The Global Water Engineering (GWE) Cohral plant opened this month to extract green energy biogas from its waste water streams. This will in turn replace millions of dollars’ worth of natural gas currently consumed at the abattoir on Queensland’s Darling Downs.
The plant, the first GWE covered high-rate anaerobic lagoon in the world, will produce 183.3 gigajoules of energy a day when it reaches design capacity through the combustion of methane produced.
Saves CO2 equivalent to 2,700 cars
It also delivers high-quality waste water by extracting organic content, which it converts into methane to replace fossil fuels. The anaerobic digestion technology involved can remove over 90% of organic waste content.
“The green energy produced represents 40% of our current usage of natural gas and will produce direct ongoing savings year after year. The cost of construction is expected to be repaid inside five years,” said Oakey Beef Exports general manager Pat Gleeson.
Additional benefits include reduced greenhouse gas emissions, improved quality of wastewater and greatly reduced odour emissions from the plant.
“The effect of burning the methane will save the equivalent of 12,000 tonnes of CO2, equivalent to removing 2,700 cars from the road,” Gleeson said.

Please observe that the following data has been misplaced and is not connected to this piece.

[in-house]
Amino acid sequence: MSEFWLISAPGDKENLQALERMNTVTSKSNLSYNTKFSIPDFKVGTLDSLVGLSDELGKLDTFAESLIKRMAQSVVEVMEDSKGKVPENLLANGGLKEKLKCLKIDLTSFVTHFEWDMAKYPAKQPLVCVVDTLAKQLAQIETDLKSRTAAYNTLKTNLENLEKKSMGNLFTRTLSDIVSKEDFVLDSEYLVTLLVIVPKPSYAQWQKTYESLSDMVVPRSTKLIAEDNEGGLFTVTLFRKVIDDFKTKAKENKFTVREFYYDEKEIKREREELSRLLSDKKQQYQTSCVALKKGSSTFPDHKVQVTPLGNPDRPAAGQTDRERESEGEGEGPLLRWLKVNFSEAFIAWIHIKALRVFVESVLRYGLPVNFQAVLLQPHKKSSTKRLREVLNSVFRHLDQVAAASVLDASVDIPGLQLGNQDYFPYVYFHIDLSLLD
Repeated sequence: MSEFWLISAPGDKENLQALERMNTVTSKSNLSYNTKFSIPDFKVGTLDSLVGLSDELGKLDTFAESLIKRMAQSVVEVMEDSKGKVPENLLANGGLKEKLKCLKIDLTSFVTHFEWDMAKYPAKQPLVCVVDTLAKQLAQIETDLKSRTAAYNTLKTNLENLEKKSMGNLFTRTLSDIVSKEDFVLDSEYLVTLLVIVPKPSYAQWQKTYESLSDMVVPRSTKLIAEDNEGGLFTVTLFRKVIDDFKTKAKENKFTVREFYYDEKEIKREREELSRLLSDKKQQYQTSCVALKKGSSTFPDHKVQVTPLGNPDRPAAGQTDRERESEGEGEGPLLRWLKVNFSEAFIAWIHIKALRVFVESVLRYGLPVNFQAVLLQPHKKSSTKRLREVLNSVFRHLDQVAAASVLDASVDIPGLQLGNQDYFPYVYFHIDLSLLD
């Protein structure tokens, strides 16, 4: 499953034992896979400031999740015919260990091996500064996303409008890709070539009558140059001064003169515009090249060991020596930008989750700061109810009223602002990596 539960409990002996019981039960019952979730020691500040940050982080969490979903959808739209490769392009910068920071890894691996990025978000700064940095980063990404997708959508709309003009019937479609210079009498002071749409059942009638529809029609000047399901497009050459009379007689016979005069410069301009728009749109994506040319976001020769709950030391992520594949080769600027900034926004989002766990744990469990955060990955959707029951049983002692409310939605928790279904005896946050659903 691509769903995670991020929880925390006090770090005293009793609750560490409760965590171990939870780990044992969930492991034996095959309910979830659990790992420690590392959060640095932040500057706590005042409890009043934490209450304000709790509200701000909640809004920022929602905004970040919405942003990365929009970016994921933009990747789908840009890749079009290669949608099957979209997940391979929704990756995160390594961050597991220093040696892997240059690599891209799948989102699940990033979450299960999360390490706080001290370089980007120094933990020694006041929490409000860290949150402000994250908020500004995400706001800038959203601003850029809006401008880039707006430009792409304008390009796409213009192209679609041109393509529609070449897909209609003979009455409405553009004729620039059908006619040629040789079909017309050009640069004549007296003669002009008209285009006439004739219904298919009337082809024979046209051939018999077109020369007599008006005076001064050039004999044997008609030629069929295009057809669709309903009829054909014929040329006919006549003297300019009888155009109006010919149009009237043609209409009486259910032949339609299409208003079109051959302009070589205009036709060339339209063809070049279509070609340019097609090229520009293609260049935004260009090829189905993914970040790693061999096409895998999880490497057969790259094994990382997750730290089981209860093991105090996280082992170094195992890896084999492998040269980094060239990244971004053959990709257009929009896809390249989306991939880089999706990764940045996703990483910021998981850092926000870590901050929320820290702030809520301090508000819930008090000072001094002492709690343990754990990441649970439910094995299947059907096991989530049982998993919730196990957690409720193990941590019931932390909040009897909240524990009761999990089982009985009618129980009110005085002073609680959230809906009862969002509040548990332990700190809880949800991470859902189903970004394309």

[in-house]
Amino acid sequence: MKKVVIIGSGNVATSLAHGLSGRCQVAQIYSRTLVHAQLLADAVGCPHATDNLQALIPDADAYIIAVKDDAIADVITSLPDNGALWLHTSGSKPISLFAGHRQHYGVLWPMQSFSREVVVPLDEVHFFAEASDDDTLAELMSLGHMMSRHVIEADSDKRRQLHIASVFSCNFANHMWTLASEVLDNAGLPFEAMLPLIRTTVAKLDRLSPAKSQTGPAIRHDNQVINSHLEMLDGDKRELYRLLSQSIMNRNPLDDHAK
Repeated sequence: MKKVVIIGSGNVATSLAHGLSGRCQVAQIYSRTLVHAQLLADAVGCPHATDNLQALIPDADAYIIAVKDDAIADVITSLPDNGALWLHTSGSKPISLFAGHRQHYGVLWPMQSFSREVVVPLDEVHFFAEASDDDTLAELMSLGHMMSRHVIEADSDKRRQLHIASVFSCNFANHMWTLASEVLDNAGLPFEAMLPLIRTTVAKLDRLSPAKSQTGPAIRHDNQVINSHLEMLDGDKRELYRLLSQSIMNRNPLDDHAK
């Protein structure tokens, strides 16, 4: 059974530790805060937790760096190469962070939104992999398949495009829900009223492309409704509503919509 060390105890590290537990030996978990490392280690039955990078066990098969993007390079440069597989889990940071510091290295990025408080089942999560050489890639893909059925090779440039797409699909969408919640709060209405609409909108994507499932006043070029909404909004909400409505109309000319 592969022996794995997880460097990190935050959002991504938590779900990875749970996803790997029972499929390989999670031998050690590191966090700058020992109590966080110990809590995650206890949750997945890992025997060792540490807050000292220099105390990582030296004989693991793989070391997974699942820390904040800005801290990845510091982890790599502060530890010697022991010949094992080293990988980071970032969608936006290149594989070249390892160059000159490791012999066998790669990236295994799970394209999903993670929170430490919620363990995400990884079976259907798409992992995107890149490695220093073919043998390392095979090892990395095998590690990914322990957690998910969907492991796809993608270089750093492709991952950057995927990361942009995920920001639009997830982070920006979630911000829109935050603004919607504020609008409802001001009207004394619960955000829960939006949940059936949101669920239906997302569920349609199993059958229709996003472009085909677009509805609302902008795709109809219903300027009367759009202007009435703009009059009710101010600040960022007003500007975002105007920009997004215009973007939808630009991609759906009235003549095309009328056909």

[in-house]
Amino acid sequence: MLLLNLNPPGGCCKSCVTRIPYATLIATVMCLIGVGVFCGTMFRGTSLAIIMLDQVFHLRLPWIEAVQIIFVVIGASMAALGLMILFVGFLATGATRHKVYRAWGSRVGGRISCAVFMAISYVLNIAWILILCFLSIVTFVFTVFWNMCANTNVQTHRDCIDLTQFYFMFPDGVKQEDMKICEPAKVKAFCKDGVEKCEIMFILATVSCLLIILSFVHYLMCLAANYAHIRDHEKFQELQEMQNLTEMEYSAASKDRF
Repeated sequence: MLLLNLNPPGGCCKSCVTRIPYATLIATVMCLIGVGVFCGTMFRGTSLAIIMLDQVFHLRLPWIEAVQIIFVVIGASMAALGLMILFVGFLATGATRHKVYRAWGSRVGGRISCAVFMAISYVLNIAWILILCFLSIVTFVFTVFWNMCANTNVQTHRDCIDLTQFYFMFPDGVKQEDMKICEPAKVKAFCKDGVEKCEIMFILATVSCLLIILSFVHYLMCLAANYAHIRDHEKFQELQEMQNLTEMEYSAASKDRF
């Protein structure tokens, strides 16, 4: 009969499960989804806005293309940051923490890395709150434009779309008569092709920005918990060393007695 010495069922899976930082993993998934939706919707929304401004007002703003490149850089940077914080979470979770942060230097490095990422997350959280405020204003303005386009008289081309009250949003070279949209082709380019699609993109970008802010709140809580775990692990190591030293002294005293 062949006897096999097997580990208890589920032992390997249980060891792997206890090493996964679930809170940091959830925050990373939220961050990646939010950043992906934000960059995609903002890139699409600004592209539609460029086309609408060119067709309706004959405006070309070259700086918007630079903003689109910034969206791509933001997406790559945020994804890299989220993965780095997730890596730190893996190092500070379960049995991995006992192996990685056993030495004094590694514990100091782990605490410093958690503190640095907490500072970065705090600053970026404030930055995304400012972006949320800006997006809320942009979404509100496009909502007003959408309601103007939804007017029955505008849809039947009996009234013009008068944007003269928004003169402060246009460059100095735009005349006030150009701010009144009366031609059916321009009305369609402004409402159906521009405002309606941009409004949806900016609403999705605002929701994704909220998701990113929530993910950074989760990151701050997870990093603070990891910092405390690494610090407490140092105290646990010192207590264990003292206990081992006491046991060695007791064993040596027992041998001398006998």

Project attracting global attention
Ian Macfarlane, the federal industry minister, said other countries would take note of the project.
“This is a good project whichever way you look at it, including as a community asset, as an industry initiative funded on its own merits without government subsidy, and as a scientific, energy and industry advance that produces green energy as it reduces emissions.
“This is one of the most modern—if not the most modern—meat works in Australia,” he said of the Oakey plant, which is already one of Australia’s largest beef export plants and is currently undergoing an expansion to increase production from 298,000 head a year to 560,000, with employment rising from 750 to as many as 1,400.
In addition to lowering the plant’s dependence on increasingly expensive supplies of natural gas, the GWE anaerobic digestion plant will simultaneously produce waste water far cleaner than typical waste lagoons.
Cohral technology uses concentrated anaerobic bacteria to digest 70-85% of the organic matter in Oakey’s waste water to produce effluent of higher quality than typical open lagoons.
Closed tank designs can achieve even higher digestion levels, with more than 90% efficiency achieved in service by GWE plants.
The biogas storage design selected for Oakey Beef—a 6,000cu-m capacity flexible PVC-coated polyester fibre flexible storage balloon—is engineered to be permanently gas-tight.